AG Brnovich Co-Leads 23 State Amicus Brief Challenging Subjective-Issue Firearm Permitting in Supreme Court case

WASHINGTON, D.C. – Attorney General Mark Brnovich announced today that his office, and 22 other state Attorneys General, filed an amicus brief in New York State Rifle and Pistol Association  v. Corlett in the United States Supreme Court (SCOTUS). The brief, led by Arizona and Missouri, argues that permitting law-abiding citizens to carry firearms in self-defense outside the home respects their fundamental rights and deters violent crime.

The brief notes that “subjective-issue permitting regimes,” such as those in New York and other states, infringe on citizens’ Second Amendment right to bear arms in self-defense outside the home. The brief also cities empirical evidence demonstrating that subjective-issue permitting decreases safety and deprives citizens of means to defend themselves from crime.

“Our constitution recognizes self-defense as a fundamental right and respects the essential role firearms can play in keeping ourselves and our families safe,” said Attorney General Brnovich.” We hope the Supreme Court will hear this case and clarify the extent to which law-abiding citizens may exercise their right to keep and bear arms outside of their homes.”

Forty-two states have objective-issue permitting regimes, or “Shall Issue” permitting, meaning that an objective set of criteria is reviewed when considering issuing concealed carry or firearm permits. These criteria can include a background check, mental health records check, fingerprinting, knowledge of applicable laws, firearms training, or other requirements. Comparatively, New York requires that an applicant “demonstrate a special need for self-protection distinguishable from that of the general community or of persons engaged in the same profession,” in addition to requiring the above-mentioned objective criteria (e.g. background check, mental health records check, etc.). 

The attorneys general brief cites empirical evidence showing that concealed carry holders are less likely to commit crime, and "neither Washington, D.C., nor any state that has a permissive permit regime has experienced widespread trouble from those who go through the licensing process.” The brief cites several studies, including one from 2009, to demonstrate just how law-abiding permit holders are:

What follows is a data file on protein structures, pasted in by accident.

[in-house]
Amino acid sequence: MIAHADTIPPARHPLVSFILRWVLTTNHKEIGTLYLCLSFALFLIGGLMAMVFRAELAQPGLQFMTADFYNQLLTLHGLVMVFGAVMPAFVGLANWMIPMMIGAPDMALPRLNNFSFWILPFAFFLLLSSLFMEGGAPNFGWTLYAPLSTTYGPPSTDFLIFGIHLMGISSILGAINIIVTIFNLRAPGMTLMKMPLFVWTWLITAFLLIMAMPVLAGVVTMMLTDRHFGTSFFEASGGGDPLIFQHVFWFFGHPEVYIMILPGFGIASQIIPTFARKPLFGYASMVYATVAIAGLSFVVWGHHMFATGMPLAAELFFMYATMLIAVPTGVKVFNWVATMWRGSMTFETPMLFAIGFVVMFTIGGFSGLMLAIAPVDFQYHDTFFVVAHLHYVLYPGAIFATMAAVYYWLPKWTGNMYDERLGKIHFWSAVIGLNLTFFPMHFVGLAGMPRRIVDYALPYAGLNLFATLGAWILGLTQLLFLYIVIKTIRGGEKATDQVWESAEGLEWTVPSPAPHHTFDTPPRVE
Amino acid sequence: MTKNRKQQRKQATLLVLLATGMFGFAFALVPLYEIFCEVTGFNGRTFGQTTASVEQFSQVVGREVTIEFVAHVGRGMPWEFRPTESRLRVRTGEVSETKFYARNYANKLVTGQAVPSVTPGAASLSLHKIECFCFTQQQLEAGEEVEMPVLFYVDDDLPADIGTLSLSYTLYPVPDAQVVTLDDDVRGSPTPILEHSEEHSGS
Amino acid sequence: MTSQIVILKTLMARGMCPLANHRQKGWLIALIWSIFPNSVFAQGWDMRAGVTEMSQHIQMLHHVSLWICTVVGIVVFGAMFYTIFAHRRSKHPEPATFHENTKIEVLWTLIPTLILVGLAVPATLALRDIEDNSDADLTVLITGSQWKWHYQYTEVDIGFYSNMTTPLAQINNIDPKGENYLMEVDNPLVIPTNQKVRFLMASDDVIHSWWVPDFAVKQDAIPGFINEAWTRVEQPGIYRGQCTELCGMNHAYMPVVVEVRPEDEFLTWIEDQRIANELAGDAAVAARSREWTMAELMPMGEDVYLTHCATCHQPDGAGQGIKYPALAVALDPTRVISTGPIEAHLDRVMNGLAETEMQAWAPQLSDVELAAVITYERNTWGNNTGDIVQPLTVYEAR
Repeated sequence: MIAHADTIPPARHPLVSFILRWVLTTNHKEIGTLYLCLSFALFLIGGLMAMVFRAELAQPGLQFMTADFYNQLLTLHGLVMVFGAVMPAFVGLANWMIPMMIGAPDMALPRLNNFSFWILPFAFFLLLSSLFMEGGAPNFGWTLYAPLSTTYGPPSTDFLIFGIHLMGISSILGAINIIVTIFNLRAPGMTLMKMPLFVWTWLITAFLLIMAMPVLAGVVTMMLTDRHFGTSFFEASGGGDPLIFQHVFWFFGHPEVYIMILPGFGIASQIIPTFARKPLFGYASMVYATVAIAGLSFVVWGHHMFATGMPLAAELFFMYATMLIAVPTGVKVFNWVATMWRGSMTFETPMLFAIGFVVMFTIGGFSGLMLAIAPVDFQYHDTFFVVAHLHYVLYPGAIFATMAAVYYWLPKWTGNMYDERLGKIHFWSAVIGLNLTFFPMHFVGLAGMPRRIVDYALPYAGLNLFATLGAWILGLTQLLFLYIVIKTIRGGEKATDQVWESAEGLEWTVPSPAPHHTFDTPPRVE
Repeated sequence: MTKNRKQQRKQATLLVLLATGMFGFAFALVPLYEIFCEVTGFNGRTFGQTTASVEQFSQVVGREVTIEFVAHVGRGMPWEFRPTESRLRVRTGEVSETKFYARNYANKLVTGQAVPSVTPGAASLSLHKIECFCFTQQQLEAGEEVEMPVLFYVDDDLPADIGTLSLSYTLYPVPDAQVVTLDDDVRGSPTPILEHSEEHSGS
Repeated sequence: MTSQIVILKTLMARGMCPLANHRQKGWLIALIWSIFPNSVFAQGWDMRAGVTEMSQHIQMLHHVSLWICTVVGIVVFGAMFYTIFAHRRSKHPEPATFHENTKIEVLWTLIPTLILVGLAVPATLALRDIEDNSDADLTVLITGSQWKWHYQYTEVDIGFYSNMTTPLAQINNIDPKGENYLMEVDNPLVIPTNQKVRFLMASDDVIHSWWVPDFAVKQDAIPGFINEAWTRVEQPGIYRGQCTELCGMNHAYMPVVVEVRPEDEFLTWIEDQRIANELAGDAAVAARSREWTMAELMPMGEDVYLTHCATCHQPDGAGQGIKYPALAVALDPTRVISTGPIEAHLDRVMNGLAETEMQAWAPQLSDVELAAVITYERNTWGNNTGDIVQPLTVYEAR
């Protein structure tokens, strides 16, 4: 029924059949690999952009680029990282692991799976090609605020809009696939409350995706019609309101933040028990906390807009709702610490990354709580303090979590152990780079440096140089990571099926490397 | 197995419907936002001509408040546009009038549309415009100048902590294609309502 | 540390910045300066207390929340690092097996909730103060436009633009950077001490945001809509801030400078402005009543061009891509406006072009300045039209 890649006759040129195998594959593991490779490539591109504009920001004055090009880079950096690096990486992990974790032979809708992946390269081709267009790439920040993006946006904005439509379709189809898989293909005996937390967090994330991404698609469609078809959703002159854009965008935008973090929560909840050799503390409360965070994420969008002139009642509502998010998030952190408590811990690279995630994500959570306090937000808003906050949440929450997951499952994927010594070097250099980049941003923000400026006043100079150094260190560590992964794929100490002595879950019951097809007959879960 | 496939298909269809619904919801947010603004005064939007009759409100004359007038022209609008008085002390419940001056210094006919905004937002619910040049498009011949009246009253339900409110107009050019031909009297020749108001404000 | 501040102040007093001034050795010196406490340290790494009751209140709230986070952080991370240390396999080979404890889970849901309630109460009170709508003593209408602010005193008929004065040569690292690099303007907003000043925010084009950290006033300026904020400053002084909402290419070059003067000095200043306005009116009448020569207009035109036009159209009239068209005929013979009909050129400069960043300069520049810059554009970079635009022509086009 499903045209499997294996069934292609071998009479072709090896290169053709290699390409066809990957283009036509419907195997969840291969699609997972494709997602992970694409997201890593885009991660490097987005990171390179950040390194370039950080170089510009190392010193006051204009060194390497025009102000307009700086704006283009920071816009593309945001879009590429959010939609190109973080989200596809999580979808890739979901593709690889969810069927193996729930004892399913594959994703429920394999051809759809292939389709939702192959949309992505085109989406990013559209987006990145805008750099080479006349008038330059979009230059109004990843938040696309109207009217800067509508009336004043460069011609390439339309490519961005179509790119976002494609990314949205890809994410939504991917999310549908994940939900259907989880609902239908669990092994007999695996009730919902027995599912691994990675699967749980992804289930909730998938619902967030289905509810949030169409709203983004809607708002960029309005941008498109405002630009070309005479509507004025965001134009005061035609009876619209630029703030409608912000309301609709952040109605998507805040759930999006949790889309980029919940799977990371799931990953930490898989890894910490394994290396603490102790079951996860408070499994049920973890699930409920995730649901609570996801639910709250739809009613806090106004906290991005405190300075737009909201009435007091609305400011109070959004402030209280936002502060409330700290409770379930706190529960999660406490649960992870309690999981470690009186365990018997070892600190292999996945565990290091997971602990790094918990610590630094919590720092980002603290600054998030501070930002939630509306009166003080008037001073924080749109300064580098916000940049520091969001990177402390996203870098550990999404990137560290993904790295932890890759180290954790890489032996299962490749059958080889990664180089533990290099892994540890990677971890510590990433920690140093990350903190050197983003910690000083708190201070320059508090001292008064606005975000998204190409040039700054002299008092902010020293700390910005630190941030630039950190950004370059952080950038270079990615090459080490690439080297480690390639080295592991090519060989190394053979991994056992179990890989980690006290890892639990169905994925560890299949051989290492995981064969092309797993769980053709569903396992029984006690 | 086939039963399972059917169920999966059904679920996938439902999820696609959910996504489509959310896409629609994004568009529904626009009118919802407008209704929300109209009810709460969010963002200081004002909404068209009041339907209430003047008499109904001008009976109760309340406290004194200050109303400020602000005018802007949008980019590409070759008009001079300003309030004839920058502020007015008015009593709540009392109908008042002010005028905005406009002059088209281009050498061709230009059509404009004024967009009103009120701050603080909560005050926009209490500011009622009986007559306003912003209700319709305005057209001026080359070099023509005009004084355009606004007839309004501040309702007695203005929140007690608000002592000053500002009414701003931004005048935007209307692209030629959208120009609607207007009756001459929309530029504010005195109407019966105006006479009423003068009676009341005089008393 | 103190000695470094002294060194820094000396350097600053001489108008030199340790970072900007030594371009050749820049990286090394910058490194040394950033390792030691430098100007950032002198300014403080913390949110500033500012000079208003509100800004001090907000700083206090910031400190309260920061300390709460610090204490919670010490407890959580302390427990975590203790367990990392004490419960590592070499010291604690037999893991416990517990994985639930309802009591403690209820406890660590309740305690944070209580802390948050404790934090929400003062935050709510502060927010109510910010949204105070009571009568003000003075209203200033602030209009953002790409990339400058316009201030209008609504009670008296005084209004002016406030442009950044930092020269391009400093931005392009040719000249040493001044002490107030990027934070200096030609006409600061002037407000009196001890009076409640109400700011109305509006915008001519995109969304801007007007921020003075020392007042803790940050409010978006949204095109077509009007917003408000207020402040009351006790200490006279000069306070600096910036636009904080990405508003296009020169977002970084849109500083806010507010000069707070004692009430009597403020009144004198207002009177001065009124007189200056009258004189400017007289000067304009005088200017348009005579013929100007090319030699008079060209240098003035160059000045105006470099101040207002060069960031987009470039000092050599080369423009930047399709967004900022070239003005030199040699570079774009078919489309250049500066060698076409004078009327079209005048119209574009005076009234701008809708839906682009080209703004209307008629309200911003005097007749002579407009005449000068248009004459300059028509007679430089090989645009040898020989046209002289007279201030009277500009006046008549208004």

Firearms Licensee Crime Stats


  • Michigan reported 161 charges involving handguns out of approximately 190,000 licensees in 2007-08 (from an estimated 25 to 35 criminal incidents), while the general population produced 953 violent crimes per 190,000 people.
  • Ohio reported 639 license revocations, including licensees who moved from Ohio, out of 142,732 permanent licenses issued from 2004 to 2009.
  • Florida reported 27 firearm crimes per 100,000 licenses.

Another central argument of the brief is that objective-issue permitting and concealed carry permits in general, decrease crime, and allow citizens to defend themselves outside their homes. Citing Department of Justice data, the brief says, “the victims of crime who resist with a gun are less likely to suffer serious injury than victims who either resist in other ways or offer no resistance at all."

The Attorneys General state that the original public meaning of the Second Amendment allows citizens to bear arms for self-defense outside their homes. Citing the SCOTUS decision in Heller v. D.C., the brief argues, “In Heller, following the text and history of the Second Amendment, this Court held that the federal constitution ‘guarantee[s] the individual right to possess and carry weapons in case of confrontation.’” The brief also contends that legislatures and courts have misinterpreted Heller, resulting in “fundamental inconsistency, even incoherency, in Second Amendment jurisprudence.” 

The attorneys general are urging SCOTUS to grant certiorari and reaffirm the original public meaning of the Second Amendment, allowing citizens to keep and bear arms for self-defense outside of their homes. 

Copy of full brief.